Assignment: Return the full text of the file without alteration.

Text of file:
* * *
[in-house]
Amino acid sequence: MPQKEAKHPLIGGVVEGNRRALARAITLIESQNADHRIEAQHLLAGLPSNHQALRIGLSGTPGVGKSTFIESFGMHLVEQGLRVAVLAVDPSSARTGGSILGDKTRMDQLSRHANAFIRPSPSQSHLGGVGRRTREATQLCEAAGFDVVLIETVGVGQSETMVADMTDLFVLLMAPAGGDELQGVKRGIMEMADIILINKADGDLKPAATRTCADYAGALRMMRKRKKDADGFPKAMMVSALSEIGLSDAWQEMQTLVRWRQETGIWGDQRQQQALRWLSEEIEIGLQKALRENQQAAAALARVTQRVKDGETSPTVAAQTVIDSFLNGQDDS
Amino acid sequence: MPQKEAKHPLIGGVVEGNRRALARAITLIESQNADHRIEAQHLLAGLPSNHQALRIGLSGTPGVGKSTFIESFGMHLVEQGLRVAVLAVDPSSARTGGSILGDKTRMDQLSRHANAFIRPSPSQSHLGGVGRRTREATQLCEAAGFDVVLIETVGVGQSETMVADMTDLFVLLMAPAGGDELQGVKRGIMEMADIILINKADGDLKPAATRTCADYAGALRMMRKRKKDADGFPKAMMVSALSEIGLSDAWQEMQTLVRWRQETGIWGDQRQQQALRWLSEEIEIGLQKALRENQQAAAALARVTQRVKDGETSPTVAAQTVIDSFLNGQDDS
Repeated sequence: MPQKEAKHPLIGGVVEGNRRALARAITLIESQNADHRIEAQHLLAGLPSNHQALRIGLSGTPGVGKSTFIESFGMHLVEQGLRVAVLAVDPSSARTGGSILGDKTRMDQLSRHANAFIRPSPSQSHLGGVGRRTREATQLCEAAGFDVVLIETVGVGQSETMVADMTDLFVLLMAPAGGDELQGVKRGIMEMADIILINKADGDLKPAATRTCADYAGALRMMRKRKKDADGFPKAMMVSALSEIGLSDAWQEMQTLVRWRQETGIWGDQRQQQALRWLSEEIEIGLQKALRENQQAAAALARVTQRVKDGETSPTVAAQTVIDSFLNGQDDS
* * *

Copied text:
[in-house]
Amino acid sequence: MPQKEAKHPLIGGVVEGNRRALARAITLIESQNADHRIEAQHLLAGLPSNHQALRIGLSGTPGVGKSTFIESFGMHLVEQGLRVAVLAVDPSSARTGGSILGDKTRMDQLSRHANAFIRPSPSQSHLGGVGRRTREATQLCEAAGFDVVLIETVGVGQSETMVADMTDLFVLLMAPAGGDELQGVKRGIMEMADIILINKADGDLKPAATRTCADYAGALRMMRKRKKDADGFPKAMMVSALSEIGLSDAWQEMQTLVRWRQETGIWGDQRQQQALRWLSEEIEIGLQKALRENQQAAAALARVTQRVKDGETSPTVAAQTVIDSFLNGQDDS
Amino acid sequence: MPQKEAKHPLIGGVVEGNRRALARAITLIESQNADHRIEAQHLLAGLPSNHQALRIGLSGTPGVGKSTFIESFGMHLVEQGLRVAVLAVDPSSARTGGSILGDKTRMDQLSRHANAFIRPSPSQSHLGGVGRRTREATQLCEAAGFDVVLIETVGVGQSETMVADMTDLFVLLMAPAGGDELQGVKRGIMEMADIILINKADGDLKPAATRTCADYAGALRMMRKRKKDADGFPKAMMVSALSEIGLSDAWQEMQTLVRWRQETGIWGDQRQQQALRWLSEEIEIGLQKALRENQQAAAALARVTQRVKDGETSPTVAAQTVIDSFLNGQDDS
Repeated sequence: MPQKEAKHPLIGGVVEGNRRALARAITLIESQNADHRIEAQHLLAGLPSNHQALRIGLSGTPGVGKSTFIESFGMHLVEQGLRVAVLAVDPSSARTGGSILGDKTRMDQLSRHANAFIRPSPSQSHLGGVGRRTREATQLCEAAGFDVVLIETVGVGQSETMVADMTDLFVLLMAPAGGDELQGVKRGIMEMADIILINKADGDLKPAATRTCADYAGALRMMRKRKKDADGFPKAMMVSALSEIGLSDAWQEMQTLVRWRQETGIWGDQRQQQALRWLSEEIEIGLQKALRENQQAAAALARVTQRVKDGETSPTVAAQTVIDSFLNGQDDS